1. A rising labour force was provided to facilitate the introduction of intensive agriculture, as well as to mine coal and work in factories. Infant industries were able to draw on young, mobile labour with no vested interest in obsolete skills and without having to offer high wages to lute it from other employments.

2. A growing market for the necessities of life (food, clothes, shelter, and household goods) was provided, encouraging entrepreneurs to experiment with new techniques to enable them to produce more, faster, and cheaper. This steadily expanding domestic market exerted a valuable cushioning effect whenever volatile export markets underwent a temporary recession.

It must be emphasised that population growth did not, of itself, lead to industrial progress. It had this effect because it took place in the context of an economy that was already dynamic with abundant resources, a new technology of steam-power and machinery and a vigorous class of businessmen to exploit them. In Ireland this foundation was lacking, and therefore population growth simply led to mass poverty on an unprecedented scale.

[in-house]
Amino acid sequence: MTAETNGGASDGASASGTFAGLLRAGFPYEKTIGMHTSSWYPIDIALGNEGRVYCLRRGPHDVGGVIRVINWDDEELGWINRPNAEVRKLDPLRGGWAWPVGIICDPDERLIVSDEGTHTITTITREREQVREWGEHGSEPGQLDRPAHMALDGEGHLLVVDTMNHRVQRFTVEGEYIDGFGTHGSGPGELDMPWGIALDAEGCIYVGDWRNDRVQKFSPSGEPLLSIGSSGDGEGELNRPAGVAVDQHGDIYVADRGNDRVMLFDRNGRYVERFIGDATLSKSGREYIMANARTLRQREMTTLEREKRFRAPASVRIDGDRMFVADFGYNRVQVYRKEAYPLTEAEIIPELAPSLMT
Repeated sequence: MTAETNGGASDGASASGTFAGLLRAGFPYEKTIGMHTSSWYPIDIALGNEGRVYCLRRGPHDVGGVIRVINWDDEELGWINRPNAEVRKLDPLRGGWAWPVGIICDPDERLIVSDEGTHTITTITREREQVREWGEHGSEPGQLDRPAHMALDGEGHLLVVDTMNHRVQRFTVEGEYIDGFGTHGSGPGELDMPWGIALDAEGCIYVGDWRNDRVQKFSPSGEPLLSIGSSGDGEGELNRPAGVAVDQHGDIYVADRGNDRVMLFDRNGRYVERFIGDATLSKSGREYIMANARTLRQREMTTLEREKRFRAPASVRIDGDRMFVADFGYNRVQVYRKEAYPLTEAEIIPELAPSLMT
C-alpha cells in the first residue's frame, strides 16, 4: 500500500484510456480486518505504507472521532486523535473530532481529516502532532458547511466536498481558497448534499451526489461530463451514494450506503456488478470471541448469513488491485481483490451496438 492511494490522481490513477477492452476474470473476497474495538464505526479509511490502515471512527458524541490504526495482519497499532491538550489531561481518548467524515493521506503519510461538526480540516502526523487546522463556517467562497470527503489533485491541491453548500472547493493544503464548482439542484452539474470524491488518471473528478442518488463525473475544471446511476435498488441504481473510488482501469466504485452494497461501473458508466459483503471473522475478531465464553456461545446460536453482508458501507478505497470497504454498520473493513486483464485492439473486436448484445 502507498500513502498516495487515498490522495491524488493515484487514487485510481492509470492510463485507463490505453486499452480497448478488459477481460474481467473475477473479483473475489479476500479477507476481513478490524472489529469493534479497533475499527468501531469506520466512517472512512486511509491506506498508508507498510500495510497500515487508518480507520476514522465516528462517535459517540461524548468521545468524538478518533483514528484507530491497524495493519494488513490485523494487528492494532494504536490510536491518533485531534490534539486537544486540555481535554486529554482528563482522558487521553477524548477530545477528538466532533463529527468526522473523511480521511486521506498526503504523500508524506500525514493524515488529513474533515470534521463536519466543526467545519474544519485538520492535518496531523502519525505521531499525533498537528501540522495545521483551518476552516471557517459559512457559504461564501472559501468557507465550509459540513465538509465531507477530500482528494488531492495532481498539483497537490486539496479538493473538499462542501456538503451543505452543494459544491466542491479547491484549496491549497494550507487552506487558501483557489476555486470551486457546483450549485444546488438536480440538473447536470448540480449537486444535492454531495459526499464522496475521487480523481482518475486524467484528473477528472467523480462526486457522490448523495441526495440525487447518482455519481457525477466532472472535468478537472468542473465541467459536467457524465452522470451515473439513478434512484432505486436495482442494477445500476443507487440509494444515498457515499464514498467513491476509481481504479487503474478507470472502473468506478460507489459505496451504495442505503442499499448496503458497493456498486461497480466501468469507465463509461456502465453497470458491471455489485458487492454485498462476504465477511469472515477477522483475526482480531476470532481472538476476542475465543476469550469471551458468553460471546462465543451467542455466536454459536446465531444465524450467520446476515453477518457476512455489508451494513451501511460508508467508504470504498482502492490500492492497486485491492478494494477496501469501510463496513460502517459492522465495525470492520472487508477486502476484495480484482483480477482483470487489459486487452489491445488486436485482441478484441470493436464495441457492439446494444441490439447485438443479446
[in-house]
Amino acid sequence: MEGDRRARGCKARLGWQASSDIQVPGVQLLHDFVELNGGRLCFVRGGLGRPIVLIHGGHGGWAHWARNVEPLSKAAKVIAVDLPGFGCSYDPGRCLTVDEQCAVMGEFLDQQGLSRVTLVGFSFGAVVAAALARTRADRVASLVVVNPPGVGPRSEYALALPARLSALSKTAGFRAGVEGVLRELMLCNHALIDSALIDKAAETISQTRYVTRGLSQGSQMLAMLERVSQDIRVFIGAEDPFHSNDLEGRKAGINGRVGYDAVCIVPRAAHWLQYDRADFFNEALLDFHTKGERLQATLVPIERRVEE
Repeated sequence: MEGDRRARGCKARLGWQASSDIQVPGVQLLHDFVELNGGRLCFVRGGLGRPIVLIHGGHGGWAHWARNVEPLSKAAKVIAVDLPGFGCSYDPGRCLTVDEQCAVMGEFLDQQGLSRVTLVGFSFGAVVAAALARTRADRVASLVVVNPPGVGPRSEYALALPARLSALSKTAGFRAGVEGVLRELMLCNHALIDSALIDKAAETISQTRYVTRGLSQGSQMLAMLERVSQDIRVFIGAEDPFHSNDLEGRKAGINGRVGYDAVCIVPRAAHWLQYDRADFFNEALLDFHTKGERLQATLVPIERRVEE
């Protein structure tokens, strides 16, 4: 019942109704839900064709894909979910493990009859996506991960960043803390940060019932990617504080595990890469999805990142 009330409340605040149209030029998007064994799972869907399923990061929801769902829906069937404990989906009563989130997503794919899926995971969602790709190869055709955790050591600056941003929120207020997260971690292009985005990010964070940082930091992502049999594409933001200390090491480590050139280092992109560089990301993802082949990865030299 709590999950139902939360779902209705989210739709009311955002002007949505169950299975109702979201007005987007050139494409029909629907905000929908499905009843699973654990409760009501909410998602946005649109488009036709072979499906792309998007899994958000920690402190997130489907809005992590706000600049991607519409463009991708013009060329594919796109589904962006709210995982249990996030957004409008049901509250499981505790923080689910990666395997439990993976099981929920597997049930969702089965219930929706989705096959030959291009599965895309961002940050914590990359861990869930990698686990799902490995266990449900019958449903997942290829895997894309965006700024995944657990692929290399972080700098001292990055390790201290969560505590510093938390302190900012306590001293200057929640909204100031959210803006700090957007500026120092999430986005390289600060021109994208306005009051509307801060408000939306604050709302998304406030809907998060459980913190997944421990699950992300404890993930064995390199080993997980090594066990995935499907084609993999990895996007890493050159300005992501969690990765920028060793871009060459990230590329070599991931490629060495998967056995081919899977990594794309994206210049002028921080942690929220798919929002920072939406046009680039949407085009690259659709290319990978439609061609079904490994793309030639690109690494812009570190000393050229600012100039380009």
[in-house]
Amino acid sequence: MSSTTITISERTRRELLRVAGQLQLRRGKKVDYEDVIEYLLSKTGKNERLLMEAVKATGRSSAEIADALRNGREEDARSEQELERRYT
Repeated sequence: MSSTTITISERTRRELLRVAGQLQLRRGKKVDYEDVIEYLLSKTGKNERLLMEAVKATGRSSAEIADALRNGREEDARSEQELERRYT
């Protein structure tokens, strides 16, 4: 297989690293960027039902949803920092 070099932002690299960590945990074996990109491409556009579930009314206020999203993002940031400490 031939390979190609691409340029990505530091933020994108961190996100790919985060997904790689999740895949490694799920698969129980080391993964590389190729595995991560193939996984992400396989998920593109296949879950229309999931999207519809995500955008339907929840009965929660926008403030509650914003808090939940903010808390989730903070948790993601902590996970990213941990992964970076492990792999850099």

In conclusion, the rapid population growth in Britain in the nineteenth century was caused by several different reasons such as: fertility rate, mortality rate, healthcare, emigration, migration, occupation, and other economical aspects. Furthermore, a number of informed observers believe that this fate would overwhelm England in the nineteenth century. The most influential of these was the Reverend T.R. Malthus, whose Essay on the Principle of Population as it Affects the Future Improvement of Society was published in1798. He argued that population always tended to increase in geometrical progression whereas food supply only increased in an arithmetical progression. The former would, therefore, tend always to outrun the latter, producing wide-spread misery and eventually mass famines. Malthus did not foresee the amazing rise in the productivity of British agriculture during the nineteenth century, nor the ability of the country to import food from the virgin soils of the new World, but his gloomy predictions carried great weight with his contemporaries, and he must take a great share of the responsibility for the harshness of Victorian attitudes towards the poor. Since any easing of their condition would have encourage them to breed and multiply both the course of their poverty and the numbers who must endure, it was necessary to control them harshly for their own, and also society’s benefit.